Monday, July 20, 2009

Wasting time part 2



Do you ever feel like this guy in the picture? Like your drowning in time? I continue to ponder the idea of wasting time and it seems many other bloggers are doing the same. One post that blessed my heart so much can be found here. Could you imagine if we lived everyday from the perspective of our death bed? Would we regret not watching more tv? Not being on the internet enough? Not cleaning our house more? (I do believe our homes should be clean. but even cleaning can become an idol.) No of course not! We would regret not having more hugs with our kiddos and hubbies! We would regret not spending more time worshipping our King. Oh to have this eternal perspective! We certainly would have the ability to naturally spend our time wisely! Pasted below is another convicting article on not wasting our precious time on useless things.

Guidelines for Using Our Time Wisely
From Holy Living and Holy Dying, Jeremy Taylor (1613-1667)
Edited by Marvin D. Hinten
1. In the morning, when you awaken, accustom yourself to think first upon God; and at night, let Him close your eyes. Let your rest be health ful and necessary, not just idle time.
2. Let all your intervals or open moments of time be employed in prayer, reading, meditation, exercise, and acts of friendship.
3. Sundays and holidays are in no sense mere days of idleness. It is better to work on Sundays than to do nothing. Instead of idly wasting time, let those days be spent doing charitable and reli gious work.
4. Avoid the company of all who talk too much without a purpose. No one can be careful in his use of time who is careless in his choice of com pany, for when a conversationalist continually speaks emptiness or trivia, all who listen or answer waste their time.
5. Never engage in any trifling activity merely to pass the time away, for every day well spent can become a "day of salvation" (2 Cor. 6:2 NW), and any time rightly used is an "opportune moment" (Ps. 69:13). The time you trifle away was given to you to repent, to pray, to lay up heavenly treasure
6. While working, go often to God in brief prayers. These times of prayer can make up the lack of devotional time, which others may have, and which you wish you had. Be sure of this: God is as present at your breathed prayers on the job as at the longer prayers of those who are less employed
7. Let your employment be fitting for a reasonable person. A person may be idle though busy. There are entire occupations devoted to vanity and foolishness that deserve to be banned. And there are some people who are genuinely busy, but it is in the way the Emperor Domitian once claimed to be busy: catching flies
8. Let those who are independently wealthy or retired be extra careful in their use of time. Let them choose good company and learn useful things. Let them visit the poor and relieve their needs, pray often, and read good books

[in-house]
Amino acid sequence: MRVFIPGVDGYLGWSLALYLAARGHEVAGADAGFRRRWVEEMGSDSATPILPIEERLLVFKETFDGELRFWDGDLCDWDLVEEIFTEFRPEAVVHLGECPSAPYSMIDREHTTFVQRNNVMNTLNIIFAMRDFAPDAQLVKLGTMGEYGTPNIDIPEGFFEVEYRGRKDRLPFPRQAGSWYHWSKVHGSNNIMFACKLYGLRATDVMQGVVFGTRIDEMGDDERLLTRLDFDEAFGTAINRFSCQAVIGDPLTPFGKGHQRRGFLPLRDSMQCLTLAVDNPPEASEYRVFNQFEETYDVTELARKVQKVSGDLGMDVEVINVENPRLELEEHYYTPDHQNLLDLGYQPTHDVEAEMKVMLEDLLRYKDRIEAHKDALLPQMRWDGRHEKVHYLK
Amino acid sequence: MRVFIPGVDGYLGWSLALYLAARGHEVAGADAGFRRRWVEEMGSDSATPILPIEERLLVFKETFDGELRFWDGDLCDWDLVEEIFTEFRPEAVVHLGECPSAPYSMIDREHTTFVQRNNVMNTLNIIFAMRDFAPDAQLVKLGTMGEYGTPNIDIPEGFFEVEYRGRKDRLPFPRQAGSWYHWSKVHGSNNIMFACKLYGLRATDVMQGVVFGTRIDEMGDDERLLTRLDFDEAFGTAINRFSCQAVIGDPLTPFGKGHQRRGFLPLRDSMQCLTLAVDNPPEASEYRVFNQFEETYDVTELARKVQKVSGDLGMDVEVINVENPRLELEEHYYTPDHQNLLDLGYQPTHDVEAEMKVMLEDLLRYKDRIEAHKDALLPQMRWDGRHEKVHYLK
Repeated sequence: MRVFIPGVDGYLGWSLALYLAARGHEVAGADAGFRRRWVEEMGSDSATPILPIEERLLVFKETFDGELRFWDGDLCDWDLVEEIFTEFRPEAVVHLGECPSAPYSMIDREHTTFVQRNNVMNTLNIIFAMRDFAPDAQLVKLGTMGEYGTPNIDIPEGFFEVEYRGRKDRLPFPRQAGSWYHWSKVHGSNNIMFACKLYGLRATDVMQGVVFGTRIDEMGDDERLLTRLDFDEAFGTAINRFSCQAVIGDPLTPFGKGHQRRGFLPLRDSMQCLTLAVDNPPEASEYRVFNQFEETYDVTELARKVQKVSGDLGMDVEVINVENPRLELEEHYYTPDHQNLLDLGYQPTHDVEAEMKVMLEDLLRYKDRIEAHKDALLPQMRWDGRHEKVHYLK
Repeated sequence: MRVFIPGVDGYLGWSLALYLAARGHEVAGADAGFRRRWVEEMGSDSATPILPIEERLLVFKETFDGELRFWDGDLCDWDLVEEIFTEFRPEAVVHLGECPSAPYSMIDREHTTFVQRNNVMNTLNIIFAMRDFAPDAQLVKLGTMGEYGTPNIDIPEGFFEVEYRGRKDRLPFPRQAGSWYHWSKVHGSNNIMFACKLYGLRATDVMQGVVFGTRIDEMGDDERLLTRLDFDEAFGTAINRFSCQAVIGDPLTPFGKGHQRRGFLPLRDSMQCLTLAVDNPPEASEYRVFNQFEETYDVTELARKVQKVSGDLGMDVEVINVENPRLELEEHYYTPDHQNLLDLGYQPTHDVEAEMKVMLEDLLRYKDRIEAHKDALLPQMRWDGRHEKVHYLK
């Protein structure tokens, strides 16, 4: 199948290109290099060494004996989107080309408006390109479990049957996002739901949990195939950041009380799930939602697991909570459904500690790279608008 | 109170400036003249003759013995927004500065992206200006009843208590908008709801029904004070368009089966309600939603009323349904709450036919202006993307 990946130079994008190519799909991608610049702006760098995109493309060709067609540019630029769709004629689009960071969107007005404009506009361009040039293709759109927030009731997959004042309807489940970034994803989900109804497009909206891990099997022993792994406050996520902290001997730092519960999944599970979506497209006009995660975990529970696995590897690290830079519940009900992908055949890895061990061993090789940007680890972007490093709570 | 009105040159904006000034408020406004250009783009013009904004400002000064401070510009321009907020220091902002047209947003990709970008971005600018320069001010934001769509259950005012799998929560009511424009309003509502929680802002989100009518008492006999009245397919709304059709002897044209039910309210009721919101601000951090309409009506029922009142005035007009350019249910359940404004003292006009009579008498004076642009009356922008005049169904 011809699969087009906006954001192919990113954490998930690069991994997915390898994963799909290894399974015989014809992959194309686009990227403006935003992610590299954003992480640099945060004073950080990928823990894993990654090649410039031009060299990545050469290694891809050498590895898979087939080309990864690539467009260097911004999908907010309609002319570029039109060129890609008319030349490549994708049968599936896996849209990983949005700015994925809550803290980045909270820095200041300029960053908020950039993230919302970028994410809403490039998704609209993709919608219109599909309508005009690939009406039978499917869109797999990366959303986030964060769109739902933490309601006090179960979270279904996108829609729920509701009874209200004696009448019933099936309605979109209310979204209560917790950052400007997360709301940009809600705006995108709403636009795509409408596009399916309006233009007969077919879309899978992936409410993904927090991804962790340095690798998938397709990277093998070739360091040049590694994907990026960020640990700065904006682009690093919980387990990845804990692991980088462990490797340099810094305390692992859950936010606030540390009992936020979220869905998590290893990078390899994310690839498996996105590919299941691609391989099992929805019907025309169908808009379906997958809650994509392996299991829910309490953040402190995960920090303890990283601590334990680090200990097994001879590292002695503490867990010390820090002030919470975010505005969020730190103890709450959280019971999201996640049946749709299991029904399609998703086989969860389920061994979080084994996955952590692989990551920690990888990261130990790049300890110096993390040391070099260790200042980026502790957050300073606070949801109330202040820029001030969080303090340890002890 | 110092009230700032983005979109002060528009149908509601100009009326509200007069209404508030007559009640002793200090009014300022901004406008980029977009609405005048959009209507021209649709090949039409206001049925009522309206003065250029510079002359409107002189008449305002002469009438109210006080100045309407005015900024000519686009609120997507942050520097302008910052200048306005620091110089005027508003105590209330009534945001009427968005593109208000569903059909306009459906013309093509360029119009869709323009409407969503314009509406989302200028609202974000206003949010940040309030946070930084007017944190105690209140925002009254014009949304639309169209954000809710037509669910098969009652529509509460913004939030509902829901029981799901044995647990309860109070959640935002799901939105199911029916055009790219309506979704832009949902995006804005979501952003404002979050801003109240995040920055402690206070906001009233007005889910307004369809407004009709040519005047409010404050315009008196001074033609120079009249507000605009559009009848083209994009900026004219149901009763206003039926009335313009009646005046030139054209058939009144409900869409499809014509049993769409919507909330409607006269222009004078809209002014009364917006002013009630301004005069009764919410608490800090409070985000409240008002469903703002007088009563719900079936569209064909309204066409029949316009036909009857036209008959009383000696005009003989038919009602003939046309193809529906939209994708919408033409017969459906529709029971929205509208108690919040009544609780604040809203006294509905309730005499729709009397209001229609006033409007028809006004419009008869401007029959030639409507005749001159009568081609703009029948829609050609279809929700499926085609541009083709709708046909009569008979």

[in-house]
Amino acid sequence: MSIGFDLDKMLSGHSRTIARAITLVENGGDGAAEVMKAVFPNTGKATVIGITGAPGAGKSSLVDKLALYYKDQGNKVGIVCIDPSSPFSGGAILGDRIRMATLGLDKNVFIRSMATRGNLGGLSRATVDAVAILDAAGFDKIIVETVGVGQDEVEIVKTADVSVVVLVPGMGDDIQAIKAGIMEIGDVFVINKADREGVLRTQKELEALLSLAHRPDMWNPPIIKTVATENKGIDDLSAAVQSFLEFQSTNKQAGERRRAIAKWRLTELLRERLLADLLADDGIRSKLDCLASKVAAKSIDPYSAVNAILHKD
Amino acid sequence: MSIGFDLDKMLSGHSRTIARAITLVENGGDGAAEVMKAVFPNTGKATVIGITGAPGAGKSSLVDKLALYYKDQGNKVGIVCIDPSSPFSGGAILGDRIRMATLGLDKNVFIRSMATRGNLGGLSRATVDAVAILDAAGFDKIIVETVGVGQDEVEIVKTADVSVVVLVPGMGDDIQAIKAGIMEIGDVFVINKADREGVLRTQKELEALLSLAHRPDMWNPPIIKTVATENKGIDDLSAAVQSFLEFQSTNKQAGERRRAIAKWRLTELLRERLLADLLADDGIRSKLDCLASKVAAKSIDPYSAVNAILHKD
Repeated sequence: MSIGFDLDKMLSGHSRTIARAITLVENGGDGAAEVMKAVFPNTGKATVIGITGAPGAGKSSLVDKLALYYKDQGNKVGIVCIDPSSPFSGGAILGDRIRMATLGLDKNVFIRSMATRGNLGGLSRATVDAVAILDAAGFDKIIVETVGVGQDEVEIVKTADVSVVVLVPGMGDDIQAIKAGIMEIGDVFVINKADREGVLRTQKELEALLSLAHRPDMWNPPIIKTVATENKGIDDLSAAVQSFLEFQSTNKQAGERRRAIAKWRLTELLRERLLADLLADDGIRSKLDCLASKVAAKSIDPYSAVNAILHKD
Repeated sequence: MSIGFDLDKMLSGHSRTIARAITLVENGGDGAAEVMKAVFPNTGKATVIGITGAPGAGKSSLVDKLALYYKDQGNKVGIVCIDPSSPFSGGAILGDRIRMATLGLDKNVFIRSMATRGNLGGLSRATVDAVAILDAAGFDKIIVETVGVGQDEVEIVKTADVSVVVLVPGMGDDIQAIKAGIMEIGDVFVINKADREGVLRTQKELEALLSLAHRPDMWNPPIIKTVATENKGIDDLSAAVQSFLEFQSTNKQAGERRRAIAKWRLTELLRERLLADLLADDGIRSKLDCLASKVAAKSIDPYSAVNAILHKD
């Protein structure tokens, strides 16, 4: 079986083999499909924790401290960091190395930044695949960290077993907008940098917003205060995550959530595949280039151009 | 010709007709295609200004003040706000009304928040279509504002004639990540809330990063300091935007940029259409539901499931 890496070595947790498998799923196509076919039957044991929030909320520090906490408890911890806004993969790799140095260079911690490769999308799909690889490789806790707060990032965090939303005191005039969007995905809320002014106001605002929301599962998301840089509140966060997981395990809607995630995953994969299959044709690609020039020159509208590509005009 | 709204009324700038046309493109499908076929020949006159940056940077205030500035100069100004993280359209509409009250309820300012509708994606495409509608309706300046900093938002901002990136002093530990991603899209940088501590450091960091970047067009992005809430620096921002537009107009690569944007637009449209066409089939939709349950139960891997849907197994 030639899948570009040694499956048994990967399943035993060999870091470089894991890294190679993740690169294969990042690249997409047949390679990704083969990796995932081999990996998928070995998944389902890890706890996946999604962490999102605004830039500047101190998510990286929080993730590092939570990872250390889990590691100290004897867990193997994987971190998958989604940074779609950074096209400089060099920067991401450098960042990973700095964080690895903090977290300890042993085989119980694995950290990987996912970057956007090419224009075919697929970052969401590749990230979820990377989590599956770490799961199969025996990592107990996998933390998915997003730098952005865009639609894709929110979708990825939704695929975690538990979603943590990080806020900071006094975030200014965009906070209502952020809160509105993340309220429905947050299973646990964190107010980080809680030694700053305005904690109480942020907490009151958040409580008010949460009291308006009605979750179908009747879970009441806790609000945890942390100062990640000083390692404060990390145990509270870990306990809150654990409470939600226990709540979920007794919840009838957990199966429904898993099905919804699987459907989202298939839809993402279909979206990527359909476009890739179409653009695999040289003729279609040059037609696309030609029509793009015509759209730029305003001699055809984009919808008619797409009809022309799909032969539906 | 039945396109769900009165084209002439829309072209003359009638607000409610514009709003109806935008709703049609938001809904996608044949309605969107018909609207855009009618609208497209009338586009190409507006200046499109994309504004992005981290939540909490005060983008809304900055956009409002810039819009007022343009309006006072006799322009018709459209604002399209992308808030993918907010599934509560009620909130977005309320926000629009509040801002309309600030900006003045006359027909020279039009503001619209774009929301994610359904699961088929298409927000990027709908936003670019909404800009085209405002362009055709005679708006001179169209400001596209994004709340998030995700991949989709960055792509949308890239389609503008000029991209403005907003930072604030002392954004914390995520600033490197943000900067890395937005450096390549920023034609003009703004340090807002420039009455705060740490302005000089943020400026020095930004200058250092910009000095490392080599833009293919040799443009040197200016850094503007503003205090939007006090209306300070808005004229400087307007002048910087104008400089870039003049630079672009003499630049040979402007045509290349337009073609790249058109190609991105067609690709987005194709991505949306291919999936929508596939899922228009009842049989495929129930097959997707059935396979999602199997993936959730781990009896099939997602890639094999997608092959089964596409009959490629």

9. Everyone should avoid excessive attention to appearance. Many people primp and comb away all their opportunities for morning devotions.
10. People should avoid idle curiosity and inquiring into things that do not concern them. Of course, we should be aware of the needs of our fellow believers, but one need not be a gossip to learn his brothers' needs.
11. As much as possible, cut off all useless occupa tions of your life: unnecessary meetings, day dreaming, reading about celebrities, or however time is spent to no real purpose.
12. Do not spend time lavishly in recreation, but choose leisure activities that are healthful, brief, and refreshing. Avoid games that require too much time or involvement, or which are likely to dominate your thoughts. Do not dwell upon them or make them your major enterprises. And don't think that spectator sports are real exercise. A person who passively spends his time watching sports and calls it exercise makes about as much sense as a person who wears a belt without wear ing any pants. It is permissible to relax our bow but not to unstring it.
13. Set aside some parts of every day specifically for prayer and devotion. Events may force you to shorten your devotional time occasionally, but do not omit it under anything less than absolute necessity.
14. Do God's work attentively. Do not let your hands be folded in prayer while your thoughts are on the world. Do not pray negligently. Put forth all your strength.
15. Fill hours of insomnia with prayer, since you have no requirements on your time then.
16. The busy person should set aside a holy time every year in which, ignoring his occupation, he may give himself wholly to fasting and prayer, to confession and attention to God.
17. Before we sleep we might well examine our actions during the day, especially anything unusual. For our failures we will have sorrow, and for our victories we will have thanksgiving.
18. All these points should be used wisely, not vex ingly. These guidelines have advantages, but they are not divine commandments, at least not their specifics. Every person may select whatever process enables him to do his Christian duty. A man will be happy when he can use every hour in a useful or holy way, but our duty does not consist in just scrupulously examining how we use our minutes (provided no minute is engaged in sin).
19. The habit of using time wisely will influence our whole lives, and will especially benefit us in two ways. It doesn’t just teach us to avoid evil but encourages us to do good. And it causes us to be ready and eager for the Lord’s return at any time.